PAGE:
Feldman was perhaps the best of the bunch with a 1.33 ERA, followed closely by McHugh's 1.89 clip. And Fiers? He threw the franchise's 11th no-hitter and first in Minute Maid Park history on Aug. 21.
But it was Keuchel, who pitched into the seventh inning in five of his six August starts, who finished his hat trick, becoming the first Astros player to win Pitcher of the Month three times in a single season. He also won Pitcher of the Month in April and May.
He's lasted six or more innings in 38 consecutive games -- a franchise record and the longest active streak in the Major Leagues.
"I don't even remember [you] pitching that well in August," Astros manager A.J. Hinch claimed he told Keuchel. "I think he just pitched pretty normal. We're getting used to it. It's nice to have him recognized again. He's having a sensational season."
Keuchel remembered the conversation differently.
"That was my quote, I said that to him, so he stole my quote," Keuchel said to an eruption of laughter. "Don't let him fool you. I really don't, it's not something I think about, it's not something I ever think about. I just like to pitch well every fifth day. Or every sixth or seventh day, now that we have a 47-man rotation."
It's not exactly a 47-man rotation, but the addition of rookie Lance McCullers back into the rotation and rookie Vincent Velasquez -- who has started seven games this season -- in the bullpen gives the Astros seven viable starters, leaving Hinch to juggle off-days and his rotation on a series-by-series basis.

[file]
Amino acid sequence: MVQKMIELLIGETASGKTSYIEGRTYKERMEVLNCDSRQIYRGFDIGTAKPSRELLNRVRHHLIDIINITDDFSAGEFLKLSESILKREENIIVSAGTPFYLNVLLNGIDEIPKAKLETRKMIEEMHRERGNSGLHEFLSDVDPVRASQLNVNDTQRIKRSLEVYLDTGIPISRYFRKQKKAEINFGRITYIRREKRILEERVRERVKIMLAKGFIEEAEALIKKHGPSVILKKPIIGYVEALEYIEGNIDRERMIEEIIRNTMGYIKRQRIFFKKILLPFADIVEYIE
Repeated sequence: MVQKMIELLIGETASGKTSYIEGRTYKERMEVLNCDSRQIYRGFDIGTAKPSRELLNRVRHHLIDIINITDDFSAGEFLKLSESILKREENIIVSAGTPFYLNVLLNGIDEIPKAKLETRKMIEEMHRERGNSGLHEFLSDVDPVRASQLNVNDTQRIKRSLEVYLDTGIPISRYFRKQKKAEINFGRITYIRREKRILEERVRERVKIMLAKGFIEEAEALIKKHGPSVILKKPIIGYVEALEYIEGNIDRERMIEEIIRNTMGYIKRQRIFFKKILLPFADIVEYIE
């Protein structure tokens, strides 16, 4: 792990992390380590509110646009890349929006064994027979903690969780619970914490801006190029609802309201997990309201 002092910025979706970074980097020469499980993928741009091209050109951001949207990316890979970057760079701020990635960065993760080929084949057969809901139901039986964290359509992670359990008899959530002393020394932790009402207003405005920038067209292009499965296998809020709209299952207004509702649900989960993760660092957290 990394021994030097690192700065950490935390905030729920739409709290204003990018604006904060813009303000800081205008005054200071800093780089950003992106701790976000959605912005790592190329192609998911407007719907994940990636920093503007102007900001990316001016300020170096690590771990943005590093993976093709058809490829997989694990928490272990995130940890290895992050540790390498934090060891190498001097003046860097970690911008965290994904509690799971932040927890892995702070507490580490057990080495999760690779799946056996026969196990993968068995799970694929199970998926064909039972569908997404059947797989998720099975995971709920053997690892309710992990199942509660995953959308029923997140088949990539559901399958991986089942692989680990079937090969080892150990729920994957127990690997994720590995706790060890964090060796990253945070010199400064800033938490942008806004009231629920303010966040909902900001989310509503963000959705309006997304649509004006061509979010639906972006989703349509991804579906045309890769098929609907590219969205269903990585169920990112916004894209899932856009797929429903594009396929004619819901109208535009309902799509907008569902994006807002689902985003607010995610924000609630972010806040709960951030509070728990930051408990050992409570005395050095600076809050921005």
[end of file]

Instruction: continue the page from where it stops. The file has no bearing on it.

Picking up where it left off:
And though Keuchel said the fluctuation of the rotation isn't ideal, the biggest advantage of his torrid season has been what he's provided to the youngsters now jockeying for starts.
"I said this earlier this year when the season started, if I could take some pressure off some of the younger guys, it's going to help them out in the long run," Keuchel said. "I know how much pressure there is up here to win, and if I could take some of that pressure off Lance or Vince, that's going to be good for them in the long haul."
Now positioned as the frontrunner for the American League Cy Young Award with a 16-6, 2.24 ERA overall record, Keuchel -- as is his usual tactic -- scoffed at any mention of the award.
There's only one prize he'll allow himself to envy.
"I'd much rather get a World Series ring than a Cy Young Award, and I'm going to continue to strive for that, and everyone else will, too," Keuchel said.